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Home News Department of Health investigates two suspected wound botulism cases
David Morgan
575-528-5197 Office
575-649-0754 Mobile

Department of Health investigates two suspected wound botulism cases

June 10, 2021 - Public Health - Information


SANTA FE - The New Mexico Department of Health (NMDOH) is investigating two suspected cases of wound botulism, one involving a 26-year-old Rio Arriba County woman; the other a 40-year-old man from Bernalillo County, both patients report injection drug use.

These are the third and fourth suspected cases of wound botulism in 2021, with two prior cases reported in January, both from Eddy County.

Wound botulism cases in New Mexico have been linked primarily to injecting black tar heroin and methamphetamines.

Botulism is a rare but serious paralytic illness caused by a nerve toxin produced by the bacterium Clostridium botulinum present in a wound or abscess. Injecting drugs especially under the skin can introduce Clostridium botulinum and allow it to grow. Left untreated, it can lead to toxin production and progressive muscle paralysis and death.

Healthcare providers are advised to consider the possibility of botulism in any patient reporting injecting drugs and presenting with the following signs and/or symptoms caused by the bacterial toxin:

·     double vision

·     blurred vision

·     drooping eyelids

·     slurred speech

·     difficulty swallowing

·     dry mouth

·     muscle weakness/descending paralysis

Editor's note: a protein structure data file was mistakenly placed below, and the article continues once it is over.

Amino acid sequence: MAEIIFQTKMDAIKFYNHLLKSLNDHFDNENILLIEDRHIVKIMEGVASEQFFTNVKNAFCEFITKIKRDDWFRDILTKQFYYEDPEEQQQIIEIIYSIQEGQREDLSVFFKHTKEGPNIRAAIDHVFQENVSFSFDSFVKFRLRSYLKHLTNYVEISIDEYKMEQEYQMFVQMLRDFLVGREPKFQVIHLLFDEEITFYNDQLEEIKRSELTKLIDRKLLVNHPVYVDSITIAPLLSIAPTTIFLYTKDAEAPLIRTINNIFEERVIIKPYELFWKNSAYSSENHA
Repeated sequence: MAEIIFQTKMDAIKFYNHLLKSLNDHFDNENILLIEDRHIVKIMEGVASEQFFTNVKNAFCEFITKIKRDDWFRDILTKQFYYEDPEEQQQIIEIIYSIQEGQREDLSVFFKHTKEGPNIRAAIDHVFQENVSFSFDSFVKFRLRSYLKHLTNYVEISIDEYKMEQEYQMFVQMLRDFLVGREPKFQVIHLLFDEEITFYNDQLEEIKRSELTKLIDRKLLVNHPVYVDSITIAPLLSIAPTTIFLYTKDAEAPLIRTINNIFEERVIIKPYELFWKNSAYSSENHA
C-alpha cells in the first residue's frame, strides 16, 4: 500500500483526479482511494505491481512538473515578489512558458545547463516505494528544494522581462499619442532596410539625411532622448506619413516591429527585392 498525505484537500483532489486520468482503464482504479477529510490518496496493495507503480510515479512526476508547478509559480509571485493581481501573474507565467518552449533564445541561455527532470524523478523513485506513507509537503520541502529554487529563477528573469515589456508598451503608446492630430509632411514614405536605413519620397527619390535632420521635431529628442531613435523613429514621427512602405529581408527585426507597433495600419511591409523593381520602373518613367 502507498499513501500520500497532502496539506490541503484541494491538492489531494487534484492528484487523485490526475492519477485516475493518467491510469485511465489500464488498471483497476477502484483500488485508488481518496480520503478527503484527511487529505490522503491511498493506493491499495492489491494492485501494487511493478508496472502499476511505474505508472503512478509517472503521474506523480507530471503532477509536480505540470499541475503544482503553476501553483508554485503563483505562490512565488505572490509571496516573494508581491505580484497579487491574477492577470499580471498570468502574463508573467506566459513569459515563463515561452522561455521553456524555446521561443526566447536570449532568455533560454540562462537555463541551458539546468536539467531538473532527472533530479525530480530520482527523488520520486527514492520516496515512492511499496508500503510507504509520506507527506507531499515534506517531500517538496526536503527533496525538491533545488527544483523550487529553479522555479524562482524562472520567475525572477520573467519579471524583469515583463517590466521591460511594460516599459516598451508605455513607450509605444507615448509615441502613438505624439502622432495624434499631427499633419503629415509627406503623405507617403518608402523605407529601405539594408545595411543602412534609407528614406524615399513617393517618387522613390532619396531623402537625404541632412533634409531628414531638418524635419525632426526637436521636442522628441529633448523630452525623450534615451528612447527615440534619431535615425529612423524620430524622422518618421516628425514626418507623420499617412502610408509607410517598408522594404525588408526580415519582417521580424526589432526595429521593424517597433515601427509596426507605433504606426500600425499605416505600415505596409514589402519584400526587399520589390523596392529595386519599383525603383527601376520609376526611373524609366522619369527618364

·     difficulty breathing/shortness of breath

These are all symptoms of muscle paralysis caused by the bacterial toxin. If untreated, these symptoms may progress to cause paralysis of the respiratory muscles, arms, legs, and torso with subsequent death. Physicians should consider the diagnosis if the patient's history (i.e., injection drug use) and physical examination suggest botulism.

The NMDOH recommends that all clinicians be alert for cases of wound botulism, especially in injection drug users; report any suspect case to the Department of Health 24/7/365 at 505-827-0006 so that antitoxin can be obtained as soon as possible if needed; and warn persons who inject drugs about wound botulism including informing them of the signs and symptoms and the need to seek medical care immediately.

For more information about botulism, visit





David Morgan, Media & Social Media Mgr. | | (575) 649-0754


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Departamento de Salud investiga dos casos sospechosos de botulismo por herida